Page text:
Oxford

Lavinia Woodward: Sentencing judge investigated

Lavinia Woodward Image copyright Facebook
Image caption Lavinia Woodward had ambitions to enter the medical profession

A judge who spared an Oxford University student jail after she stabbed her boyfriend is being investigated.

Ian Pringle QC gave Lavinia Woodward a suspended sentence for attacking her then partner in a drunken assault.

At an earlier hearing the judge said he believed a custodial sentence would damage the 24-year-old's career.

The Judicial Conduct Investigations Office (JCIO) confirmed it is investigating the judge's personal conduct after receiving a complaint.

Medical student Woodward had admitted the attack in December at her student accommodation at Christ Church College after drinking heavily.

Oxford Crown Court heard she was later admitted to a clinic for treatment for addictions to Class A drugs and alcohol, and an eating disorder.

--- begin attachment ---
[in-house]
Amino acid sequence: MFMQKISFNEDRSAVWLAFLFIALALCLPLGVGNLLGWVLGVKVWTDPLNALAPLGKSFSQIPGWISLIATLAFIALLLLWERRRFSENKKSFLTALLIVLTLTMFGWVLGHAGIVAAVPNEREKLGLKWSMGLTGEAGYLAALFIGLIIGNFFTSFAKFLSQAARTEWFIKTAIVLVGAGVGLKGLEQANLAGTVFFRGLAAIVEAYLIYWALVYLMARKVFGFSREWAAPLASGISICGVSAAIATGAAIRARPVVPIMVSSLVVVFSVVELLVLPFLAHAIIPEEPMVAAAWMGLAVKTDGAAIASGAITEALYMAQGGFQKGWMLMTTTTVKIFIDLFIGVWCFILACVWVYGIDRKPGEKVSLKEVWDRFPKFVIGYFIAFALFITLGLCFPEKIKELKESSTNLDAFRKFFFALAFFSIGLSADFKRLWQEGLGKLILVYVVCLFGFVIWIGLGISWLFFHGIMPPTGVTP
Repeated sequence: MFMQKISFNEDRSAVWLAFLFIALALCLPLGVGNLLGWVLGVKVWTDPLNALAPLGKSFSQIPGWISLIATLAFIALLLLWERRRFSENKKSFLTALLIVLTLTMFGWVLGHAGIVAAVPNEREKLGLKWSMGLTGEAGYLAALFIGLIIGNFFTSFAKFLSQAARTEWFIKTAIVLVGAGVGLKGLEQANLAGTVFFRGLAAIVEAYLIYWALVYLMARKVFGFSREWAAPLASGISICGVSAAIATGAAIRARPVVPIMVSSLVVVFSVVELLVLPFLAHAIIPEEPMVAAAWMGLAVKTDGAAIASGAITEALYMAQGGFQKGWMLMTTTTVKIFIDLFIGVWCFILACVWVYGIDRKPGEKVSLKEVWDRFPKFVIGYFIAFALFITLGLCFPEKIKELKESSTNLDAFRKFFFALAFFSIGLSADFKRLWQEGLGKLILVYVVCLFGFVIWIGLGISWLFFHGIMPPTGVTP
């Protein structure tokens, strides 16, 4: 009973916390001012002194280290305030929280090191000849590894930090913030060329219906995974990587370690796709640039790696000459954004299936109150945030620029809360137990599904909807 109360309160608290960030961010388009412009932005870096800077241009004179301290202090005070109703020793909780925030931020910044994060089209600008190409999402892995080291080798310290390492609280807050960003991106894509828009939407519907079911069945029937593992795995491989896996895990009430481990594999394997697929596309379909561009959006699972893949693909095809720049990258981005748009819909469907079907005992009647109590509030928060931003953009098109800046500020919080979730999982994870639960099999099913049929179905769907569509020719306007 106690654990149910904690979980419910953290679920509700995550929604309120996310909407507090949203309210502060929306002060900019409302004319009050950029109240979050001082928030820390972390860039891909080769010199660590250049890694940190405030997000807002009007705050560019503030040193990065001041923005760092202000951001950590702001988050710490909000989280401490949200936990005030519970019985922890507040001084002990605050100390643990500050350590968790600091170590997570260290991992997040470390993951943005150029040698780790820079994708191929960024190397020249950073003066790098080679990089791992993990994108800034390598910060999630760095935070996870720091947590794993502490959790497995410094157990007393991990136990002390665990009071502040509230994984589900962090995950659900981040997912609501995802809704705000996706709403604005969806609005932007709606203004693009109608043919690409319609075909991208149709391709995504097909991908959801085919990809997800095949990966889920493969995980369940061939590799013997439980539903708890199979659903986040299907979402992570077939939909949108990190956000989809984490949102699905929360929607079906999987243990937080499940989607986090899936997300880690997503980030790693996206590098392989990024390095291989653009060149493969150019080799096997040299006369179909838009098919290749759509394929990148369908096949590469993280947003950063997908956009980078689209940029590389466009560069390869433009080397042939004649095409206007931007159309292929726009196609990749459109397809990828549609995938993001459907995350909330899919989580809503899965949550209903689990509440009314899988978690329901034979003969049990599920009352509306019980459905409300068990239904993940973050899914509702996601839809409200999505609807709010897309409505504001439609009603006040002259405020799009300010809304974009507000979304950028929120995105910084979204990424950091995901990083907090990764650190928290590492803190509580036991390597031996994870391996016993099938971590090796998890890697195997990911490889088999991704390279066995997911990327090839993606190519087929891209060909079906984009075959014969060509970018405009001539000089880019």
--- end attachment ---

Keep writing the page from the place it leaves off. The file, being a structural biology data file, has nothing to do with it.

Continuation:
On Monday she was given a 10-month jail sentence suspended for 18 months for inflicting unlawful wounding.

The case was the subject of huge debate about inequality in the criminal justice system, prompted by the judge deferring sentencing and describing the attack as "a complete one-off".

Image copyright PA
Image caption The judge said Woodward had shown a "strong and unwavering determination" to get over addiction

He had described Woodward as "an extraordinary able young lady" and said a custodial sentence would damage her hopes of becoming a surgeon.

Campaigners against male domestic abuse said Judge Pringle's decision risks putting male victims of domestic abuse off coming forward.

Mark Brooks, chairman of the ManKind Initiative, branded Woodward's sentence "unfair" and said she would have been expected to go to prison had she been a man.

A JCIO spokesman confirmed it "received a complaint against HHJ Ian Pringle QC" and that the findings would be published online.

According to its website, the watchdog can "only deal with complaints about a judicial office-holder's personal conduct - it cannot deal with complaints about judicial decisions or about case management".

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